ELLSWORTH, Maine — The first day of major changes to traffic patterns at the intersection of Routes 1 and 3 went relatively smoothly, according to police, although there were some minor problems.
The main change to the traffic pattern made Route 3 a one-way road between McDonald’s Restaurant and Myrick Street and channeled northbound traffic onto Myrick Street and over to Route 1. That’s where most of the problems occurred, according to Lt. Harold Page of the Ellsworth Police Department.
“The biggest problem we’re having is when people come out of businesses and try to come back down the hill,” Page said. “They try to come back down the hill; some try to cut through the Dave Gould lot or through Short Street to turn right, but they run into the barricades and they’re dead in the water.”
Construction crews had erected barriers and cones during the night in an effort to direct drivers and for the most part, traffic seemed to move smoothly through the construction area. Police officers in cruisers also were stationed at the major intersections that officials anticipated would cause the most confusion for motorists.
By late Wednesday afternoon there had been no accidents in the one-way area, Page said, although there was one accident early Wednesday morning on High Street. The accident occurred at the new intersection to the Maine Coast Mall, he said. Two cars were stopped at the new traffic light at that entrance at about 5 a.m. Wednesday when they were struck from the rear by a third vehicle.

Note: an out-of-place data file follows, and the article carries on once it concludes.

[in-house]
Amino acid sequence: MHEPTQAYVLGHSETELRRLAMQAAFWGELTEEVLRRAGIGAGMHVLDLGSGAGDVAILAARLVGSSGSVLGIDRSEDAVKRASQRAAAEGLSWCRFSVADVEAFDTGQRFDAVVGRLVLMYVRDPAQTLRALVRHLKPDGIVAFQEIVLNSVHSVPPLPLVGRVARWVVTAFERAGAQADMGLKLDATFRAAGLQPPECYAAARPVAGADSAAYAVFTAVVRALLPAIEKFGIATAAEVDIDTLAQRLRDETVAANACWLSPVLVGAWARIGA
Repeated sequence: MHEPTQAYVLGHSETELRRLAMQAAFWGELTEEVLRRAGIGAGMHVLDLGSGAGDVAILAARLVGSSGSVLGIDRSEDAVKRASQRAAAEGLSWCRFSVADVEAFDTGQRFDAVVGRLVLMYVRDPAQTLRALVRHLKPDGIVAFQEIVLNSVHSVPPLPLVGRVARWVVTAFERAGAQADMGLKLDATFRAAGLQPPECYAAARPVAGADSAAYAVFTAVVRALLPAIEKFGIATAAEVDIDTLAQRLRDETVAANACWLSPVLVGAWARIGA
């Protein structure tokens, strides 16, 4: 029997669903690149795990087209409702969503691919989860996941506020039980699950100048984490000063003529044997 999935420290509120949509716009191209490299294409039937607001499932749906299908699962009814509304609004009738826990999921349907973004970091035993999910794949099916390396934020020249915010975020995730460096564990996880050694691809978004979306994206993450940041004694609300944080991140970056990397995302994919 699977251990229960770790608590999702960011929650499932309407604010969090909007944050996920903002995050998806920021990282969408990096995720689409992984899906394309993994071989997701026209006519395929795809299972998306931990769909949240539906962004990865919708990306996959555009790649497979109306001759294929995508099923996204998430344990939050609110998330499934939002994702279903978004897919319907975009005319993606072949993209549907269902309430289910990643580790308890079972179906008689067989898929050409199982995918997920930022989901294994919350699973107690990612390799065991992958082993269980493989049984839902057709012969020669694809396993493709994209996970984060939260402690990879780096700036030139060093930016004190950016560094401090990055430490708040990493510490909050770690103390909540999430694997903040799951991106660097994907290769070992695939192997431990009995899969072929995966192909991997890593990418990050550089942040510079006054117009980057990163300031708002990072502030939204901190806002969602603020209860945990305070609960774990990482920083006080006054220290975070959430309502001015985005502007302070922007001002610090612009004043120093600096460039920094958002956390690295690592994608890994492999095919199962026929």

Page said drivers familiar with the area should note a couple of changes to that section of road. The light at the northern most entrance to the mall, near the Holiday Inn, has been removed and a new light is operating at the new entrance. Although that entrance has been under construction during the summer, Wednesday was the first day that the new light was operational.
The $3.3 million reconstruction project was designed to accommodate planned and anticipated commercial growth in the area and the additional traffic it will attract. Although the city is footing the initial bill for the project, ongoing and future development projects will pay proportional development fees that, along with revenues from the Tax Increment Financing district, will cover the construction costs.
Page said he anticipated there would continue to be a police presence in the construction area, although specific plans were still being discussed late Wednesday afternoon.
Construction is expected to last six to eight weeks and should be completed by the end of October.